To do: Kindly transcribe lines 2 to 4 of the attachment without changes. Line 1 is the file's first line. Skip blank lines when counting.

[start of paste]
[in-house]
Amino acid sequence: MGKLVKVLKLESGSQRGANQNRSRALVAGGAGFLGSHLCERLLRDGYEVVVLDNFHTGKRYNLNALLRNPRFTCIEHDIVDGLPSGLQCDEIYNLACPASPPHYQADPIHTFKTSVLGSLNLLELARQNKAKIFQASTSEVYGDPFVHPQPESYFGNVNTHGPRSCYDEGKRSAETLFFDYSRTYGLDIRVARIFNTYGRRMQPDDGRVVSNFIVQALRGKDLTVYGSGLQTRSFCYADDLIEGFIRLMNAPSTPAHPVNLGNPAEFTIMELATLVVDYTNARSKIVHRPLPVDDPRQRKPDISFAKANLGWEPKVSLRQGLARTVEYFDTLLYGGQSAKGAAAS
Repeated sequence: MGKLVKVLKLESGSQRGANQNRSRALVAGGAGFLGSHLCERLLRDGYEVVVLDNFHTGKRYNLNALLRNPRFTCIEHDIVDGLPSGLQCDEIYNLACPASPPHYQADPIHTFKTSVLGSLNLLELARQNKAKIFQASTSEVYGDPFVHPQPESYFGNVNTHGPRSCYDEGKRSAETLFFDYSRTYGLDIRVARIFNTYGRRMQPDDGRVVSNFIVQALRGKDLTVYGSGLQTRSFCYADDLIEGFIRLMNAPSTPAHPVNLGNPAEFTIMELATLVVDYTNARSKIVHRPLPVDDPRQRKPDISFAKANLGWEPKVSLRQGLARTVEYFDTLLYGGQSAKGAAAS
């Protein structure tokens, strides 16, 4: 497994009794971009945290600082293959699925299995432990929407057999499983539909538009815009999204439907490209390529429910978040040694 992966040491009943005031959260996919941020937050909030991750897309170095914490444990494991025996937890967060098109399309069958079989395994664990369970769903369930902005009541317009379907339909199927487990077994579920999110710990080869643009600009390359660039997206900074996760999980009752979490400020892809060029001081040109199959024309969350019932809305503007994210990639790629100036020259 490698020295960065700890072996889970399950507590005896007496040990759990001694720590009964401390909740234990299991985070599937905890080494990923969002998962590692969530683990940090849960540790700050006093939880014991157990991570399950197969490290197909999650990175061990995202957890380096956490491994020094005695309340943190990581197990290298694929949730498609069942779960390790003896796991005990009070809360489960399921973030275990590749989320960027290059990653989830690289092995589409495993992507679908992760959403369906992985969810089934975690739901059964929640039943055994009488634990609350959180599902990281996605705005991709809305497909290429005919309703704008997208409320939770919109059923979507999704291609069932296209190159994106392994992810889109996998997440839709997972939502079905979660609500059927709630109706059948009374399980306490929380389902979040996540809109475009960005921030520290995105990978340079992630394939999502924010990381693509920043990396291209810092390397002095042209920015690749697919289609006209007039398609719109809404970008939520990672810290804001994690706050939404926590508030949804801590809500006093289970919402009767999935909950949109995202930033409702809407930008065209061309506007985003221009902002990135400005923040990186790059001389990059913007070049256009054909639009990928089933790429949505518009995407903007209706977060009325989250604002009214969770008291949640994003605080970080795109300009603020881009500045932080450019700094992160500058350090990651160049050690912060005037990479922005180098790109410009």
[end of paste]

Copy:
Amino acid sequence: MGKLVKVLKLESGSQRGANQNRSRALVAGGAGFLGSHLCERLLRDGYEVVVLDNFHTGKRYNLNALLRNPRFTCIEHDIVDGLPSGLQCDEIYNLACPASPPHYQADPIHTFKTSVLGSLNLLELARQNKAKIFQASTSEVYGDPFVHPQPESYFGNVNTHGPRSCYDEGKRSAETLFFDYSRTYGLDIRVARIFNTYGRRMQPDDGRVVSNFIVQALRGKDLTVYGSGLQTRSFCYADDLIEGFIRLMNAPSTPAHPVNLGNPAEFTIMELATLVVDYTNARSKIVHRPLPVDDPRQRKPDISFAKANLGWEPKVSLRQGLARTVEYFDTLLYGGQSAKGAAAS
Repeated sequence: MGKLVKVLKLESGSQRGANQNRSRALVAGGAGFLGSHLCERLLRDGYEVVVLDNFHTGKRYNLNALLRNPRFTCIEHDIVDGLPSGLQCDEIYNLACPASPPHYQADPIHTFKTSVLGSLNLLELARQNKAKIFQASTSEVYGDPFVHPQPESYFGNVNTHGPRSCYDEGKRSAETLFFDYSRTYGLDIRVARIFNTYGRRMQPDDGRVVSNFIVQALRGKDLTVYGSGLQTRSFCYADDLIEGFIRLMNAPSTPAHPVNLGNPAEFTIMELATLVVDYTNARSKIVHRPLPVDDPRQRKPDISFAKANLGWEPKVSLRQGLARTVEYFDTLLYGGQSAKGAAAS
């Protein structure tokens, strides 16, 4: 497994009794971009945290600082293959699925299995432990929407057999499983539909538009815009999204439907490209390529429910978040040694 992966040491009943005031959260996919941020937050909030991750897309170095914490444990494991025996937890967060098109399309069958079989395994664990369970769903369930902005009541317009379907339909199927487990077994579920999110710990080869643009600009390359660039997206900074996760999980009752979490400020892809060029001081040109199959024309969350019932809305503007994210990639790629100036020259 490698020295960065700890072996889970399950507590005896007496040990759990001694720590009964401390909740234990299991985070599937905890080494990923969002998962590692969530683990940090849960540790700050006093939880014991157990991570399950197969490290197909999650990175061990995202957890380096956490491994020094005695309340943190990581197990290298694929949730498609069942779960390790003896796991005990009070809360489960399921973030275990590749989320960027290059990653989830690289092995589409495993992507679908992760959403369906992985969810089934975690739901059964929640039943055994009488634990609350959180599902990281996605705005991709809305497909290429005919309703704008997208409320939770919109059923979507999704291609069932296209190159994106392994992810889109996998997440839709997972939502079905979660609500059927709630109706059948009374399980306490929380389902979040996540809109475009960005921030520290995105990978340079992630394939999502924010990381693509920043990396291209810092390397002095042209920015690749697919289609006209007039398609719109809404970008939520990672810290804001994690706050939404926590508030949804801590809500006093289970919402009767999935909950949109995202930033409702809407930008065209061309506007985003221009902002990135400005923040990186790059001389990059913007070049256009054909639009990928089933790429949505518009995407903007209706977060009325989250604002009214969770008291949640994003605080970080795109300009603020881009500045932080450019700094992160500058350090990651160049050690912060005037990479922005180098790109410009």